The new draft of the climate change choices taken at COP26 in Scotland was revealed on Wednesday, with most of the focus placed on the needs of emerging countries — and the acknowledgement that richer countries have so far failed to meet their promises.
The draft document reiterates “that the goal of developed country parties to mobilize jointly US$100 billion per year by 2020 in the context of meaningful mitigation actions and transparency on implementation has not yet been met”.
It goes on to say that the participants at COP26 applaud renewed and enhanced promises to “scale up financial resources in support of developing country for “both climate change mitigation and adaptation” and to fulfil the $100 billion objective by 2023.
However, in the face of escalating climate consequences, the COP26 declaration expresses concern that climate funding for adaptation remains inadequate.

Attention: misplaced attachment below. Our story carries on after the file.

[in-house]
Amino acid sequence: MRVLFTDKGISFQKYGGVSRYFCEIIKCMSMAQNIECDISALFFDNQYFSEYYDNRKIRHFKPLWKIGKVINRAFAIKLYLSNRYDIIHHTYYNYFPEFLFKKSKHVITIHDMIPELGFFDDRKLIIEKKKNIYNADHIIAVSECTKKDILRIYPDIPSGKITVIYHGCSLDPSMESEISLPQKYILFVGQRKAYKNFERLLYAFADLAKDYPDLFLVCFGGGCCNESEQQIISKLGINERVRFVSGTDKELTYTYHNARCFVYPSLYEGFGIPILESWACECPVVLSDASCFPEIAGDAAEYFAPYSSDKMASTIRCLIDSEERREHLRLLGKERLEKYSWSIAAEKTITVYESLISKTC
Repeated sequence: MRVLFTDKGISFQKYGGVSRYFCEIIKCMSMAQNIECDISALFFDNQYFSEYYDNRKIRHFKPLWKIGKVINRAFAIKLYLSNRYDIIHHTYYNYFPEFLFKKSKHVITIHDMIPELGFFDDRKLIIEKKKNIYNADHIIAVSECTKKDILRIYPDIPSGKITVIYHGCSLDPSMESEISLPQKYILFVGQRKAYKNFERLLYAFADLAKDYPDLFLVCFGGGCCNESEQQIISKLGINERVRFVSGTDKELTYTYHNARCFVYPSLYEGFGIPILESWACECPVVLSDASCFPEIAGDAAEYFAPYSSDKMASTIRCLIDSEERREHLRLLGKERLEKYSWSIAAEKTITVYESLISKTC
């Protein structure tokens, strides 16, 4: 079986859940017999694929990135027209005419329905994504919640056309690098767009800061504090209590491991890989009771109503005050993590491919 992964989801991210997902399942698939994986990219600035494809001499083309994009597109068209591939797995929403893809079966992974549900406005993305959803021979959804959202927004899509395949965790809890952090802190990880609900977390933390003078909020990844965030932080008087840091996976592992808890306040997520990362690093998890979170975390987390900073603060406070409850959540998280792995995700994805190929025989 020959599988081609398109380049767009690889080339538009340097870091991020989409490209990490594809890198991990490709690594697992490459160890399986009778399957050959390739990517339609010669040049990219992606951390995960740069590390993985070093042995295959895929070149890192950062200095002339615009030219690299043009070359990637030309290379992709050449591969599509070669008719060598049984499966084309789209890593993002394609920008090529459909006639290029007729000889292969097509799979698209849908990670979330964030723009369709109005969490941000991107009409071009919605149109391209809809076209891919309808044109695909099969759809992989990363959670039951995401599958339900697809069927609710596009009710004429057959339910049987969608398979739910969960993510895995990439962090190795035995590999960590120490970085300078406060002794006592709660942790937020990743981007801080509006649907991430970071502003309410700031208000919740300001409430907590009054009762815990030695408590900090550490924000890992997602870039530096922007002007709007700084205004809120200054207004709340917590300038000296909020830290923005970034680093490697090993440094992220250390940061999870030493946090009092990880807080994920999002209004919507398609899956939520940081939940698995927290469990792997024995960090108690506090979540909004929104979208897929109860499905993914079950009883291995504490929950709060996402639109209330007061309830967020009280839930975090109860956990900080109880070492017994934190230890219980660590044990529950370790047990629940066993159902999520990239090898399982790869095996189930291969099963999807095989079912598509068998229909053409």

Moreover, it acknowledges that “climate change has already and will increasingly cause loss and damage and, as temperatures rise, impacts from climate and weather extremes, as well as slow-onset events, will pose an ever-greater social, economic and environmental threat.”
Many African campaigners, including Kenyan President Uhuru Kenyatta, were disappointed by the decision to restrict loss and damage debates at COP26, claiming that their nations are already facing greater loss and damage.
The statement also urges governments to cut coal usage and any fossil fuel subsidies, which would be difficult for African countries that rely significantly on oil, gas, and coal.